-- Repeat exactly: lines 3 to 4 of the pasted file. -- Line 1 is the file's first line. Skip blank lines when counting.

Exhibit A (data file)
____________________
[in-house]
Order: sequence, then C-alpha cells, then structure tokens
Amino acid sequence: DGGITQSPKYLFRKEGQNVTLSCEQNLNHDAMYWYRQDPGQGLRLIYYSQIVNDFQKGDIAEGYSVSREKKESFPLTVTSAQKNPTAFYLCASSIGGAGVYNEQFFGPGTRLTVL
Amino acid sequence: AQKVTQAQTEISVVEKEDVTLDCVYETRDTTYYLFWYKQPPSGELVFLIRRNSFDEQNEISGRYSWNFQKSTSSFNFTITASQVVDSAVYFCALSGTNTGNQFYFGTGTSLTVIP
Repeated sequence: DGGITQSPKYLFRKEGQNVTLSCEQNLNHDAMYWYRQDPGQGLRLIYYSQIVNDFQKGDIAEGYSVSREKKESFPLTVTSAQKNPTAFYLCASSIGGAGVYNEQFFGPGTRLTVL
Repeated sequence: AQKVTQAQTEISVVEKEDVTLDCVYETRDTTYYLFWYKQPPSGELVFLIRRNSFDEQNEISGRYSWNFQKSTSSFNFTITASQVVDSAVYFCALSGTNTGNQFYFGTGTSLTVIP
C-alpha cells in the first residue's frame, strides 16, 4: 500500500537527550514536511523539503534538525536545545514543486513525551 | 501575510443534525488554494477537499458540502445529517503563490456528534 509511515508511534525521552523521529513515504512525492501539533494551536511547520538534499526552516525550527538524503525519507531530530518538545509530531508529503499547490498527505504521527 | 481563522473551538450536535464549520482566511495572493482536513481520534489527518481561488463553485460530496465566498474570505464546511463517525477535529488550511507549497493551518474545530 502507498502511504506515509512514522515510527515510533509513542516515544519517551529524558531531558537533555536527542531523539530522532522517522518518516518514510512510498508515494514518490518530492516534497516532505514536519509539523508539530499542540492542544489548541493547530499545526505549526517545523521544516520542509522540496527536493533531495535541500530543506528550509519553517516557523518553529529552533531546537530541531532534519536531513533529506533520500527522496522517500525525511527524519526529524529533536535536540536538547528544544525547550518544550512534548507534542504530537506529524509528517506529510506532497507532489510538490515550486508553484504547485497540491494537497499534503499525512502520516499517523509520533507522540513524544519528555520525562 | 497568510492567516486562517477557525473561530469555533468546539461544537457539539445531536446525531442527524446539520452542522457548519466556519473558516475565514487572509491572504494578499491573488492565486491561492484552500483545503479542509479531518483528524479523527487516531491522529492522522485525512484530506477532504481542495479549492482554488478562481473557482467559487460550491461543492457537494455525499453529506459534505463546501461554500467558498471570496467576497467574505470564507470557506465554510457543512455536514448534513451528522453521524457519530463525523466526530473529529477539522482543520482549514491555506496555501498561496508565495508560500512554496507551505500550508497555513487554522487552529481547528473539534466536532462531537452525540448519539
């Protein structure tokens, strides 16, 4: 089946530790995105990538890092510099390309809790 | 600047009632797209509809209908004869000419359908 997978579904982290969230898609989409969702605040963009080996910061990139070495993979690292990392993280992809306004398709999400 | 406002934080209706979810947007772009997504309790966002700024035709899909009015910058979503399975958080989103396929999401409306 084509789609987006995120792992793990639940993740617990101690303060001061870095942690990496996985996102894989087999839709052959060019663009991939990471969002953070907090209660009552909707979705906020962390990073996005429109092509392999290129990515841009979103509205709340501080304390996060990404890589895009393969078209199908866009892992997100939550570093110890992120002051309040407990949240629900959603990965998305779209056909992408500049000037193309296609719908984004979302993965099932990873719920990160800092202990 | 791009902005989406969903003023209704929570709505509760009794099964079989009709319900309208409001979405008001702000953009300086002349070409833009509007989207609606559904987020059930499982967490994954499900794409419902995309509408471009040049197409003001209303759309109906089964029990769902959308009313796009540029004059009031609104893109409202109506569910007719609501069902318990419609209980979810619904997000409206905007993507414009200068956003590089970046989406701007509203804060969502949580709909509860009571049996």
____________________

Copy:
Amino acid sequence: DGGITQSPKYLFRKEGQNVTLSCEQNLNHDAMYWYRQDPGQGLRLIYYSQIVNDFQKGDIAEGYSVSREKKESFPLTVTSAQKNPTAFYLCASSIGGAGVYNEQFFGPGTRLTVL
Amino acid sequence: AQKVTQAQTEISVVEKEDVTLDCVYETRDTTYYLFWYKQPPSGELVFLIRRNSFDEQNEISGRYSWNFQKSTSSFNFTITASQVVDSAVYFCALSGTNTGNQFYFGTGTSLTVIP